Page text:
The FNB Fund has actively supported hospices in South Africa with the focus on the provision of quality and compassionate care. Its hospice programme strategy is aligned to the reduction of HIV/Aids impact on individuals, families, communities and society by supporting the integrated Home-Based Care (HBC) programme within the hospice units.
The World Health Organisation (WHO) defines HBC as, "the provision of health services by formal and informal caregivers in a home in order to promote, restore and maintain a person's maximum level of comfort, function and health care, including care towards dignified death."
"Improving the perception and importance of HBC through advocacy is vital. We need to strengthen the capacity of communities to respond to HIV/Aids and to care for orphans, vulnerable children and people," says Howard Arrand, chairperson of the FNB Fund.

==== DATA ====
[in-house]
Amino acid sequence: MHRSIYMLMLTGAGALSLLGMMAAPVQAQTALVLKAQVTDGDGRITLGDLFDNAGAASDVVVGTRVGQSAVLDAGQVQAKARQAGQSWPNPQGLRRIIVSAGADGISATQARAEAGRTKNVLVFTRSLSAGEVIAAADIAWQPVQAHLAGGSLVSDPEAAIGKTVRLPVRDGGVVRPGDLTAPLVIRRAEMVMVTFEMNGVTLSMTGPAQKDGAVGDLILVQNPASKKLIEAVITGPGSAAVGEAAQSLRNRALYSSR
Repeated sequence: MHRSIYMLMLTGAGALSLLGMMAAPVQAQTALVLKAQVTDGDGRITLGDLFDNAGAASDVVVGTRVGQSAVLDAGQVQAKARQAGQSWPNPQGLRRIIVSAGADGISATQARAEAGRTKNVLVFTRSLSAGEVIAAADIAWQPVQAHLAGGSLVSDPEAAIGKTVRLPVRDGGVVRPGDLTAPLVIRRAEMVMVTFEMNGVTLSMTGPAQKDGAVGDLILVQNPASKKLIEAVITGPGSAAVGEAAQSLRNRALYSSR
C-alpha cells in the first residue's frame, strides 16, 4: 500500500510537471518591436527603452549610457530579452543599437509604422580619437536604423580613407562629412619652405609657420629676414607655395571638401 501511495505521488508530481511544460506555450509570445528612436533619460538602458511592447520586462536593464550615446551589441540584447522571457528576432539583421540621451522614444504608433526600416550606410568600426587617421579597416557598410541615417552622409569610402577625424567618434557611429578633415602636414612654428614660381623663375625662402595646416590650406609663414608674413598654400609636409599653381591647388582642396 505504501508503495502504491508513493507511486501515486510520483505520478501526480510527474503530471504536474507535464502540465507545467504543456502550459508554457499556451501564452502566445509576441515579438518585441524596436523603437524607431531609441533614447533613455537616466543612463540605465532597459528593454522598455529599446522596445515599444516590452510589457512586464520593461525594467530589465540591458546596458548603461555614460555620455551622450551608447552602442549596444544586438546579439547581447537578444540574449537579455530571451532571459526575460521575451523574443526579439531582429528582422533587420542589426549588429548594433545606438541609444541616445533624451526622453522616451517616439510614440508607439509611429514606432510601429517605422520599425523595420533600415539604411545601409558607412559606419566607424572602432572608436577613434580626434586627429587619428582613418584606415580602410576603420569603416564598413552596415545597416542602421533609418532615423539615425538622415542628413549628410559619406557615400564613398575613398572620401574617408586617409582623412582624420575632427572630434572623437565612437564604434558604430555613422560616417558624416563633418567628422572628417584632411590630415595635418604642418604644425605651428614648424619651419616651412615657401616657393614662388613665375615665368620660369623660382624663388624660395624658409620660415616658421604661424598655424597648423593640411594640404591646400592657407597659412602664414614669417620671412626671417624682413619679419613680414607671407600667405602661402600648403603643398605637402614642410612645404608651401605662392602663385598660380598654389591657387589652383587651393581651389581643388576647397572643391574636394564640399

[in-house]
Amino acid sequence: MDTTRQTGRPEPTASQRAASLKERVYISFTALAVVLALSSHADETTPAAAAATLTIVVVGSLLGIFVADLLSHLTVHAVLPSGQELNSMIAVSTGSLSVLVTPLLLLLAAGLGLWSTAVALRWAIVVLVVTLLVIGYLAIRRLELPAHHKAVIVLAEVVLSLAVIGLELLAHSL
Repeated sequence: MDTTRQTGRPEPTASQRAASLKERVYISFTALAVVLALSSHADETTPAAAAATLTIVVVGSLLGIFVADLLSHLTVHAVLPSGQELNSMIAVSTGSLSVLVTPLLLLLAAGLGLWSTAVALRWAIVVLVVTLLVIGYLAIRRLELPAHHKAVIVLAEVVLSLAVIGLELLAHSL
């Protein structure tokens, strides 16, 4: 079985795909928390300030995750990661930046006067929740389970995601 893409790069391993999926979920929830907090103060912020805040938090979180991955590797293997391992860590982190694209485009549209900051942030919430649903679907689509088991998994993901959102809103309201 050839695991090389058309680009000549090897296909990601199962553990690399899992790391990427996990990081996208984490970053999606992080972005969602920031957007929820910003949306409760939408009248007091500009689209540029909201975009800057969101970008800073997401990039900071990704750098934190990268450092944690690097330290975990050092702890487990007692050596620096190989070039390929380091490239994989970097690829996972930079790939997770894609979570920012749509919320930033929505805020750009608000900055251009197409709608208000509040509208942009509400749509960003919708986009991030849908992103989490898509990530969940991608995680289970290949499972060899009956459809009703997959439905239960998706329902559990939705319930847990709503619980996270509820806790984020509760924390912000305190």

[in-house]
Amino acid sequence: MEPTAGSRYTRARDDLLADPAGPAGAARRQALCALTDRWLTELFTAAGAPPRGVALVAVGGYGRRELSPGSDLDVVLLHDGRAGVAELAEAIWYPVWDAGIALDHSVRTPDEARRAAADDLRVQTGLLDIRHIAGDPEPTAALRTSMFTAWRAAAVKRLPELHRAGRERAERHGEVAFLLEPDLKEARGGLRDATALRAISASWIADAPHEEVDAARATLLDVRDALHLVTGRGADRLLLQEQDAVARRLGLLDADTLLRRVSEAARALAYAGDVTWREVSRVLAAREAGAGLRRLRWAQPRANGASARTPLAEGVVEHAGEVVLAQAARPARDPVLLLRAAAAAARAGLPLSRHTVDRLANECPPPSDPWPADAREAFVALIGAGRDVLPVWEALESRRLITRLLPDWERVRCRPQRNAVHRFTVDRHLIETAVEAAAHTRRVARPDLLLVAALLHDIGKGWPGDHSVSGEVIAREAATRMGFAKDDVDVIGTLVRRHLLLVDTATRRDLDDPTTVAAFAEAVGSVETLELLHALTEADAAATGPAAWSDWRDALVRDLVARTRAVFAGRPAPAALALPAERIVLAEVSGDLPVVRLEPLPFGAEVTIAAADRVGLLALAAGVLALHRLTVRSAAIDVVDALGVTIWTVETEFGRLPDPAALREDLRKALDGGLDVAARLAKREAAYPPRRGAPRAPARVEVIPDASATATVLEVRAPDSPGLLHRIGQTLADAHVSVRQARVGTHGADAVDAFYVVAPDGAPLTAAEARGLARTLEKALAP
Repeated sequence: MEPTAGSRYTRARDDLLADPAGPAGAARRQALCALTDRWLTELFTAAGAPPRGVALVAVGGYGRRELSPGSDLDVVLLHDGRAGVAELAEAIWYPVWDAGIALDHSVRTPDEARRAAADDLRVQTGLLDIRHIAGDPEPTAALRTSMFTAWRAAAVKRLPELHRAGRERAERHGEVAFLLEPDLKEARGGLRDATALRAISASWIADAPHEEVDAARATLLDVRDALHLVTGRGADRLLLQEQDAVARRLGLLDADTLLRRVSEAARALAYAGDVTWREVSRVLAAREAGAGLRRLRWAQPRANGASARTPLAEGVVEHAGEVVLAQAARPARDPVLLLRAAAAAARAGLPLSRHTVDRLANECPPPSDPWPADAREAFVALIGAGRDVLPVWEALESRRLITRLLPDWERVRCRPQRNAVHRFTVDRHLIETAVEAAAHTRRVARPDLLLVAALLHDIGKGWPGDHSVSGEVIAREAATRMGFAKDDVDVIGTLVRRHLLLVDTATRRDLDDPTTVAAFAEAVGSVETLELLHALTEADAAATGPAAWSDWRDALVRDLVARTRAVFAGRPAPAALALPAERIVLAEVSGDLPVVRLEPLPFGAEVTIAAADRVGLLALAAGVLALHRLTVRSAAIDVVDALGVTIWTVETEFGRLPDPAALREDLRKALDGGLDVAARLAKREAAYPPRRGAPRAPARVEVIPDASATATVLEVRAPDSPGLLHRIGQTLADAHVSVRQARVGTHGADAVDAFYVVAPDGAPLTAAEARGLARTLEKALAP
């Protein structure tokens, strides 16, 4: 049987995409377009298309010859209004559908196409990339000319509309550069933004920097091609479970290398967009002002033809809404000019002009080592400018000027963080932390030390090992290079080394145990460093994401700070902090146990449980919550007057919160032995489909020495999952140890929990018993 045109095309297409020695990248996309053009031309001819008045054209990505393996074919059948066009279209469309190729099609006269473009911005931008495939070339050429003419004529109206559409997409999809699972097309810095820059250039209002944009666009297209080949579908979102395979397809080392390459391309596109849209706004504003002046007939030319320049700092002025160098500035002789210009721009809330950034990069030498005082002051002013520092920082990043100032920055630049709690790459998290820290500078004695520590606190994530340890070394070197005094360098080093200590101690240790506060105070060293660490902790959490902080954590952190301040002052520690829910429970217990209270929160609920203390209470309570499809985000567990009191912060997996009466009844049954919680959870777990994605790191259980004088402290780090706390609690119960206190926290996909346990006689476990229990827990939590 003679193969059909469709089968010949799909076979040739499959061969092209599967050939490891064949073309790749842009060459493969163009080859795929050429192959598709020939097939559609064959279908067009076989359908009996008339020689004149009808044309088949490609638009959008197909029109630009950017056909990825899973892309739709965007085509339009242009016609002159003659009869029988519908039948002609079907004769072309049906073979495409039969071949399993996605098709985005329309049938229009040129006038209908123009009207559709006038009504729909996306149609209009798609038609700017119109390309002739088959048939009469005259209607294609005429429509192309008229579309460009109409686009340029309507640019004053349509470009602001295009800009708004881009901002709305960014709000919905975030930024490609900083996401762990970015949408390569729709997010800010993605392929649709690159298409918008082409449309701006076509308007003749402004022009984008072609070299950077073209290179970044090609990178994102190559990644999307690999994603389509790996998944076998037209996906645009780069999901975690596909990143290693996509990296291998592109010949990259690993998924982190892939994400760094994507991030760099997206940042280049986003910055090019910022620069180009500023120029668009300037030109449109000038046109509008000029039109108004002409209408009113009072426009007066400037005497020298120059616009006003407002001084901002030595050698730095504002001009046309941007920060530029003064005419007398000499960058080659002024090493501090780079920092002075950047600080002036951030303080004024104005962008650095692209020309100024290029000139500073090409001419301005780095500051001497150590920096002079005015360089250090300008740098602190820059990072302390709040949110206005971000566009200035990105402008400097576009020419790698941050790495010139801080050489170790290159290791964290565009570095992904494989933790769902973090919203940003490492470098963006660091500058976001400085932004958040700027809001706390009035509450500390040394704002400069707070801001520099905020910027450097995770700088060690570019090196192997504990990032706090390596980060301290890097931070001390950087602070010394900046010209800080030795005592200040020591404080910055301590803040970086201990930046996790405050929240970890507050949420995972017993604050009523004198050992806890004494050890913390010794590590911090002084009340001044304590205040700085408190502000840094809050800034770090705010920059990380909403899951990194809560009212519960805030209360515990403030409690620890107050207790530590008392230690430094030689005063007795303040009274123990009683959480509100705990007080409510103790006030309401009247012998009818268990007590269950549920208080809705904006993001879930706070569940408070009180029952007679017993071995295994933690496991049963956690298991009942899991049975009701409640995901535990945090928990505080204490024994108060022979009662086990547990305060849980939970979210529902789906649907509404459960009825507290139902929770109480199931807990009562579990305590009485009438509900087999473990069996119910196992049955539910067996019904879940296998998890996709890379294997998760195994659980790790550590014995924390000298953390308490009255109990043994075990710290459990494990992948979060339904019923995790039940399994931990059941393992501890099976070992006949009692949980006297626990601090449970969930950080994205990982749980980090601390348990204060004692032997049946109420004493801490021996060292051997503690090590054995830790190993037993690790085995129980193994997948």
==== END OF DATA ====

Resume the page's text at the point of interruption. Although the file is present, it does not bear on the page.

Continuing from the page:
The intention is to improve the quality of life for both the patient and the family. Given pressing issues such as shortage of medical resources, inadequate financial responses and a high number of patients who need care, hospices could not depend entirely on the services of professional medical specialists such as doctors and nurses, to cater for this rising need.
"The stigma of HIV/Aids remains a challenge and we need to find ways to continue to educate and create awareness around this. Innovation with regard to funding mechanisms enhanced training and capacity building for hospices as well as accessibility and sustainably that contributes positively to these organisations," he concludes.